What was one of your favorite creatures or creations that Guillermo made when you walked into the troll scene? Were any that you liked or enjoyed?

Ron Perlman: That fish guy. I couldn't stop looking at him. In fact I had fish for lunch that day. I think, probably in the whole movie the think I marveled at most was the Angel of Death. That was just tremendous design and execution and just the great imagination of Guillermo del Toro in full bloom. And then the fact that it was Doug playing him was the bonus.


The way he goes from one character and…

Ron Perlman: Yeah. He's the Peter Sellers of our day. That's the last guy I know that played multiple roles in movies.


Can you see yourself returning to this role in four years?

Ron Perlman: He said it won't be four years?


It will be four years. It will be at least three years.

Ron Perlman: Let me see, I'll be…it'll be four years before pre-production. By the time we shoot it'll be five, maybe six. Are you praying that? If you are and you want to see a third movie you better pray. I pray every day that I have the strength to just get through today, much less like what's gonna happen when I'm 63.


How was the fight sequence with Luke Goss?.

Ron Perlman: It was dazzling. I think Brad Allen was a phenomenal addition to our film. Our new stunt coordinator – he spent 14 years working under Jackie Chan and that whole Hong Kong opera approach to fighting and especially to the purposes of cinema. And he just brought all these beautifully imaginative elements to the fight scenes, and he's a great fight choreographer. I just thought the two big fights between Lucas and the prince and Hellboy couldn't be better. They were really dazzling and worthy of the moments that they occur in the movie.


How long did it take you to learn them?

Ron Perlman: The fights? I spent most of them in an armchair. I didn't have to learn anything. I was basically there eating popcorn. Ron? Yes.


Well you get thrown about a bit.

Ron Perlman: I get thrown about a bit but it's a question of was it really me. Seamless, though, wasn't it? It looked like it was me. Yeah, it was me.


What sort of challenges does a sequel bring to working on a project if any?

Ron Perlman: The challenges were the scope of what Guillermo was trying to do in this, and I think there was a huge amount of empowerment that took place by the whole Pan's Labyrinth experience. I just think that he truly finally came to terms with the possibilities of cinema and now refuses to settle for anything less than exactly what he wants to do. He can think of things that he thinks is cool and worthy of shooting. So it was challenging because it was just bigger and more complicated and more…our hours were really long and the time we spent shooting a scene was far longer, but I don't think it had anything to do with the sequel. It was trying to realize this unbelievable epic world that Guillermo was depicting.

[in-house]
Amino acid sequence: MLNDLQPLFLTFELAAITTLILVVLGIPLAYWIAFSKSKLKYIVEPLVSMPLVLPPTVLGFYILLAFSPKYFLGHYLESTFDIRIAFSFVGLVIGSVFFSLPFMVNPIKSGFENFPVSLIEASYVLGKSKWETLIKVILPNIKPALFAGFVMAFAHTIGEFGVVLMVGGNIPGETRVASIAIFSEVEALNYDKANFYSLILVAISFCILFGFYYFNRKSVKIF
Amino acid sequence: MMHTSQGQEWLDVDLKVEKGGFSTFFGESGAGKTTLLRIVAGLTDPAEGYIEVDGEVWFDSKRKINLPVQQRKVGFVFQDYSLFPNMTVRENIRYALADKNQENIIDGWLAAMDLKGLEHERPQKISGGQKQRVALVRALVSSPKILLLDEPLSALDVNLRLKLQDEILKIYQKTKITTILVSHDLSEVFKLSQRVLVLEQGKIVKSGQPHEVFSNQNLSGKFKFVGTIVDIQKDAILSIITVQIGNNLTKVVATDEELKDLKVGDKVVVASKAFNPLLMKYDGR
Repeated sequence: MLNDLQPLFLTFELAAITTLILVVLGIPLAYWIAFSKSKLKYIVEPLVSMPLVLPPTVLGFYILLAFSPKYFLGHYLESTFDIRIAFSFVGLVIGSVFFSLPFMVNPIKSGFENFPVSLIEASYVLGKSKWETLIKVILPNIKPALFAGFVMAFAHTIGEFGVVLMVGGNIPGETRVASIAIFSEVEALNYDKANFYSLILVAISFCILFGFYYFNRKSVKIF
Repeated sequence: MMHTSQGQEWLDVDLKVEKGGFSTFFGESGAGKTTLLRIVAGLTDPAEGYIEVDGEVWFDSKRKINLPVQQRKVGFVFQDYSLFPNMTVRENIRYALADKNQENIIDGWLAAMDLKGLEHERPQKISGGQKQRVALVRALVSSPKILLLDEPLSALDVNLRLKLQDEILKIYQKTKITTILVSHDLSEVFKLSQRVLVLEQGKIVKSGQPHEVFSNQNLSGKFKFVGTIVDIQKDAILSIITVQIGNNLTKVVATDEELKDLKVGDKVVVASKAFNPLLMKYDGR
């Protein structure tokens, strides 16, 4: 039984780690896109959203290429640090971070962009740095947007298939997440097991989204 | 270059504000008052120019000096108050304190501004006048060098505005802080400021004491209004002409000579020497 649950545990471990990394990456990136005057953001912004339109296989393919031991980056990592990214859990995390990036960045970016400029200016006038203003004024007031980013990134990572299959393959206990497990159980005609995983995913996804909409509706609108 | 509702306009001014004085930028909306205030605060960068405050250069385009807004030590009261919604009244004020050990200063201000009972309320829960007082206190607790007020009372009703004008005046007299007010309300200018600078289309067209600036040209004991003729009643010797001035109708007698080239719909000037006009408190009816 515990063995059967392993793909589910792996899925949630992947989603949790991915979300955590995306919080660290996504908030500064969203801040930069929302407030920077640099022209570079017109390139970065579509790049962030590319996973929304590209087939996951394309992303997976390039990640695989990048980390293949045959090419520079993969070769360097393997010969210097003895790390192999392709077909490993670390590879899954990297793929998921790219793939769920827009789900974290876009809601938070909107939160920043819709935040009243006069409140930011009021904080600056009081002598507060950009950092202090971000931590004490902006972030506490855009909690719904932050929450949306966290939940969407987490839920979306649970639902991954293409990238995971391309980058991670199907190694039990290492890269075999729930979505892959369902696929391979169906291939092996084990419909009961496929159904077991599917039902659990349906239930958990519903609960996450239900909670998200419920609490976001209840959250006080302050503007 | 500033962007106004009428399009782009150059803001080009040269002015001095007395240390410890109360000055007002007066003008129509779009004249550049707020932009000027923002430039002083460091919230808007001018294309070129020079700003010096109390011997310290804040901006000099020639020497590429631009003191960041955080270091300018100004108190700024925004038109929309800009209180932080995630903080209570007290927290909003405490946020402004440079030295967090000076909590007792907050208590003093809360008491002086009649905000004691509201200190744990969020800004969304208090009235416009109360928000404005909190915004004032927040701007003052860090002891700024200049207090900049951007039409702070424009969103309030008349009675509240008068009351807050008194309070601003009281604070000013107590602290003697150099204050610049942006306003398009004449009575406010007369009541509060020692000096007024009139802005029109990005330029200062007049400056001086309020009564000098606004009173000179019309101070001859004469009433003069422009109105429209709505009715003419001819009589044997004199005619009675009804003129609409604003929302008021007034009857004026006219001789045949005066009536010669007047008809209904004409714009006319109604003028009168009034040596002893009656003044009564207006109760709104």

When you were a kid was than fantasy creatures or supernatural figures that you enjoyed, like a character or something?

Ron Perlman: I loved…of all the things I read Twenty Thousand Leagues Under the Sea was the thing that had the most impact on me. I was a big fan of Jack London's when I was a kid. I wasn't much of a comic book guy and I certainly wasn't drawn to science fiction literature very much, but those two things really stand out in my mind, literature-wise.


What else are you working on?

Ron Perlman: Right now, I just finished two films back-to-back. One called ‘The Job’, which is based on a play that played here in Los Angeles, written by Shem Bitterman. Low-budget film, but really great writing, maybe one of the most theatrical performances I've ever had the opportunity to give. And then right after that a movie call ‘Boon Ra Ku’, which we just shot in Romania, which is a very stylized post-apocalyptic look at man's inclination to be violent and brutal.


What do you play in that?

Ron Perlman: I play the most violent and brutal man in that movie (laughter), and prior to that I did this thing called Mutant Chronicles which we're trying to get into the market. In fact, we're going to have a screening of it at Comicon and allow the fans to sort of have their input as to what the movie does well and what it needs to work on. If you keep checking it out, it's going to be like on the 26th of July – it's either a midnight screening or ten o'clock at night. I don't know the venue yet.


And you're soliciting input from the fans?

Ron Perlman: We're soliciting input from everybody who's a fan of movies.


So you'll be going to Comicon?

Ron Perlman: I'll be going to Comicon. It's being hosted by Thomas Jane and myself. The two co-stars of the film 'cause we both love this guy Simon Hunter and we think that the movie is really, really good. You know, the distribution world right now is hobbling along. Where this picture probably might have gotten easily distributed maybe three years ago, right now everybody's careful with their money. And so, right now were trying to build a fan base from the ground up. And then I'm shooting a TV series. We're in the second episode. We've got 13 on the air. It's for FX. It's called The Sons of Anarchy. It's about a motorcycle club – a bunch of badass miscreants.


Was the humor something that attracted you to this role?

Ron Perlman: It's everything. To me it's far and away the most attractive thing about Hellboy – the fact that he doesn't take anything seriously. He's kind of like the Dean Martin of superheroes and if you're a fan of Dean Martin, he actually says in his nightclub act "I don't take nothing serious" – which is why everybody loved Dino so much is because he managed to find the absurdity, and the lack of reverence for absolutely every subject in the book, including just living his life. He was never drunk, but he acted like he was constantly swimming against the tide. And we love that guy. We love that guy because he manages to take the most serious thing and find the lightness, the unbearable lightness of it.


Thank you very much.

Ron Perlman: Pleasure.